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The Voice of the Black Community
Foundation
Charlie Dannelly named 2013 Luminary
 
Published Wednesday, June 12, 2013
by Ellison Clary

A Charlotte civic leader with more than 50 years in education and politics is the winner of the 2013 “Luminary – Lifetime Achievement” award from The Charlotte Post Foundation.

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Dannelly

Charlie Dannelly was a Charlotte teacher and principal before entering politics in 1977. His political career lasted until his retirement in late 2012.

Dannelly will accept the Luminary honor at the “Post Best” banquet on Saturday, October 12, at the Hilton center city.

Of his dual careers, Dannelly remarked, “I have to say I like education better. It’s an honor to be in a position to help direct the lives of young people. If we don’t train and educate our young people, our future will be in jeopardy.”

He takes pride in “seeing young people come back and thank me for the role I played in their lives. They often are attorneys, doctors and teachers. They remind me of things I had forgotten I did.”

Harvey Gantt has known Dannelly for more than 40 years, having served with him on the Charlotte city council. The former Charlotte mayor, who also has won the Luminary award, admires Dannelly’s political contributions.

“I’m sure he changed the lives of a lot of young men and women he came in contact with. He’s an educator at heart,” Gantt said. “I know him more as a legislator. He’s had a positive impact. He understands what’s going on with average people. He’s been a quiet force in this community for years.”  

Another admirer who interacted often with Dannelly is Mac Everett, a former Charlotte executive for First Union and Wachovia banks.

“He was a giant among people who represented Charlotte,” said Everett. “He was willing to listen to anybody who had something to say about an issue,” added Everette, who remains a civic leader and is involved with the Wells Fargo Championship played by the PGA at Quail Hollow. “He would take what people had to offer and that would go into his decision process.”

Gerald Johnson, Charlotte Post publisher, said Dannelly epitomizes what the Luminary award represents.

“Mr. Dannelly has served this community as a teacher, a principal, a city councilman and a state senator. He has been a strong and effective advocate for children, the elderly, the homeless, the poor and the mentally and physically disabled. He tries to be a voice for those who are overlooked and unheard.”

Dannelly lives with wife Rose and they attend Friendship Missionary Baptist Church. They have an adult son.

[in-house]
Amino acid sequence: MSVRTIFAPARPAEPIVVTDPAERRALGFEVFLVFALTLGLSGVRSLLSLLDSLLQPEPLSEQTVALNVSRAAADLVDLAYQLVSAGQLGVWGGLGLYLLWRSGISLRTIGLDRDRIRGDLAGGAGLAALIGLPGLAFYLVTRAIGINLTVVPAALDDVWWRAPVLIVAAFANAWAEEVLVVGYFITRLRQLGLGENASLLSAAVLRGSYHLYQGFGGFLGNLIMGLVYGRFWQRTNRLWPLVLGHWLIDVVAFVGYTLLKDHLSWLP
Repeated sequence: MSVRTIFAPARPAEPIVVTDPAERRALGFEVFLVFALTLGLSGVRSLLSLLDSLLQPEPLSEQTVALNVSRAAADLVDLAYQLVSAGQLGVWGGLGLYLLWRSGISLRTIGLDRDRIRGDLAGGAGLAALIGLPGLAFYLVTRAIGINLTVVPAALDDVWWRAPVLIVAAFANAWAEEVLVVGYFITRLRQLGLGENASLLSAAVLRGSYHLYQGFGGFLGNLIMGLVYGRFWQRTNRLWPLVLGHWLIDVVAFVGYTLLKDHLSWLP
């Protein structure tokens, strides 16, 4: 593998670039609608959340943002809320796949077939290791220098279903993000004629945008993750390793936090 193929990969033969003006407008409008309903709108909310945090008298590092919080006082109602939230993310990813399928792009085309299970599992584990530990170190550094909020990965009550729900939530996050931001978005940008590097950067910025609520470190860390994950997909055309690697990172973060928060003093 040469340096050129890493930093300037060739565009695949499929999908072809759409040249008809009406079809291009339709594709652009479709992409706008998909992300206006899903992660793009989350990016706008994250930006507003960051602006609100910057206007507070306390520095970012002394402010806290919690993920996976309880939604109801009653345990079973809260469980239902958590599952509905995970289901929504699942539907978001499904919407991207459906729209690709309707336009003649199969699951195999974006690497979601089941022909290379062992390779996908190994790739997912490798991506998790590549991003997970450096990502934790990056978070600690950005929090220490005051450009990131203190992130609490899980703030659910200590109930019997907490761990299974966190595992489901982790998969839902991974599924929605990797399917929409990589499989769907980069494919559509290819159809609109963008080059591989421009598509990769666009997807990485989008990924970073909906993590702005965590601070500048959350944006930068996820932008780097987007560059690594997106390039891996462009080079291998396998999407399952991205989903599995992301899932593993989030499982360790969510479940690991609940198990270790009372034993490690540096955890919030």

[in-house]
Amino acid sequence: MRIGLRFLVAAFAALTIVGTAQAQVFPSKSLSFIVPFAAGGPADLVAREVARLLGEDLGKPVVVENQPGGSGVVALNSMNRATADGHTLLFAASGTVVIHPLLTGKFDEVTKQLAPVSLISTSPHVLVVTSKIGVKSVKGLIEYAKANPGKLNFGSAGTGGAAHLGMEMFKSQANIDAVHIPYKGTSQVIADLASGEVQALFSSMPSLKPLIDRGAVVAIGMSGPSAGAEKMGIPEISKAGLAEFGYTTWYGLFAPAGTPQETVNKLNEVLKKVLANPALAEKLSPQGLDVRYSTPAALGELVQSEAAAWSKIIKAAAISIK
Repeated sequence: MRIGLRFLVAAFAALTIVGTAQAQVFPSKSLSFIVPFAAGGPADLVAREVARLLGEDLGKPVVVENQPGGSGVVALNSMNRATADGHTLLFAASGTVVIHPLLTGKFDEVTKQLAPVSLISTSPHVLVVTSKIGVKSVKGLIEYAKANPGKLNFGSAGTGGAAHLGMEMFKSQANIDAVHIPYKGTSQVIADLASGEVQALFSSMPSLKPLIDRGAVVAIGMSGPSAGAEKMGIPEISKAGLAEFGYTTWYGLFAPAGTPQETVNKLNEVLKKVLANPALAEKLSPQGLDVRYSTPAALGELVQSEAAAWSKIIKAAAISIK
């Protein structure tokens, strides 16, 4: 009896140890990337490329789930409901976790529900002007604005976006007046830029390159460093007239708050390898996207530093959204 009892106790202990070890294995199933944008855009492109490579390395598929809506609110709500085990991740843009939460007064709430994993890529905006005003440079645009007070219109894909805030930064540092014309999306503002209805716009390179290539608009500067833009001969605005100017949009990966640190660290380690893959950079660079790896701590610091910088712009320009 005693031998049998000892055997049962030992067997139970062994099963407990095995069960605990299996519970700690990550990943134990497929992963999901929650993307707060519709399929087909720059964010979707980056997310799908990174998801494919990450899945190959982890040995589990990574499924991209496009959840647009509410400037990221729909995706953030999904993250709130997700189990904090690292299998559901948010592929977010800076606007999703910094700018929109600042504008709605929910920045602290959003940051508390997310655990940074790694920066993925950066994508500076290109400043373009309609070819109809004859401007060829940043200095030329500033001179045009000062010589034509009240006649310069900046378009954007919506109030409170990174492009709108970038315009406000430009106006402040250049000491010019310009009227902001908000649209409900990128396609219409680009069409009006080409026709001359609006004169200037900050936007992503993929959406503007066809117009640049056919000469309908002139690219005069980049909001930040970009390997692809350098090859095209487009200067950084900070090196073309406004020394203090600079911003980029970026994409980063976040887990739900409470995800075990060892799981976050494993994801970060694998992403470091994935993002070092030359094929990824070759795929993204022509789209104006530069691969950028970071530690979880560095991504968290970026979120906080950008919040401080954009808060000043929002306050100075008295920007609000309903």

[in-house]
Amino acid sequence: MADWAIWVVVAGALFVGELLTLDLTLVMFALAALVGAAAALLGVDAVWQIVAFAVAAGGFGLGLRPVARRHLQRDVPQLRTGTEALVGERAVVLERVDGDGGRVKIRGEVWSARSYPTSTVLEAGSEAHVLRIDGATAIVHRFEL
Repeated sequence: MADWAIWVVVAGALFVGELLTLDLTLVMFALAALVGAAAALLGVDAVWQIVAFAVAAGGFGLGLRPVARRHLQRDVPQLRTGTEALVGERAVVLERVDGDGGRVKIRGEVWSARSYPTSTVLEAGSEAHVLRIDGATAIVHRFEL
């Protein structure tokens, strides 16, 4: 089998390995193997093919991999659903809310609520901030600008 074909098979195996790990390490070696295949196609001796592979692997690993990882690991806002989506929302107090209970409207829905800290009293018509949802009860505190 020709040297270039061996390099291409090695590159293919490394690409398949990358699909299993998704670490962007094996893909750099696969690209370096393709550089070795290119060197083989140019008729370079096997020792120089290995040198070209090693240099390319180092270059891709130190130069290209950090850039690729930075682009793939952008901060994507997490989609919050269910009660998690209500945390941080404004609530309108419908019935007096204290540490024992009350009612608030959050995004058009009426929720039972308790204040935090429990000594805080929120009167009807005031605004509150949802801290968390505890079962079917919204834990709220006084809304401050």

Born in Bishopville, SC, Dannelly earned an ROTC commission at Howard University and served in the Korean Conflict where he made more that 50 parachute jumps as a first lieutenant in the 82nd Airborne Division. He holds the Korean Service Medal with a Bronze Star.

Dannelly got his Bachelor’s degree from Johnson C. Smith University and his Master’s in Education at the University of North Carolina. He began his education career in 1962. He taught at University Park Elementary and was assistant principal at JH Gunn High and Albemarle Road Junior High. He was principal at Starmount Elementary, University Park Elementary, Quail Hollow Junior High and JH Gunn High.

After serving on the Charlotte City Council from 1977-1989, Dannelly represented parts of Charlotte as a nine-term state senator from 1994-2012. He was the Senate’s deputy president pro tem from 2003-2012.

He helped scores of civic groups and has been an Omega Man of the Year.  

Also at the banquet, The Charlotte Post Foundation will honor its Teacher of the Year. She is Lynetta Witherspoon, who specializes in language arts and teaches fourth and fifth grade at Westerly Hills Elementary.

“I like to see light bulbs go off in their eyes,” Witherspoon said of her students. “Just to see them grow and become ready for the sixth grade, and see them start to believe in themselves” gives her satisfaction, added the 12-year veteran of the Charlotte-Mecklenburg Schools.

Witherspoon earned a Bachelor’s at Johnson C. Smith University and a Master’s of Education at the University of North Carolina at Charlotte. She and husband Aubrey live in Charlotte.

Two African-American high school seniors have received Post Foundation scholarships to the college of their choice and will be recognized at the banquet. They are Jada Wiggeton-Little of Phillip O. Berry Academy of Technology, who attends Davidson College, and Julia Whitfield of Mallard Creek High School. She is a freshman at the University of North Carolina.

The Post Best awards banquet is the main fundraiser for The Charlotte Post Foundation. Proceeds from this event support the foundation's literacy initiatives.

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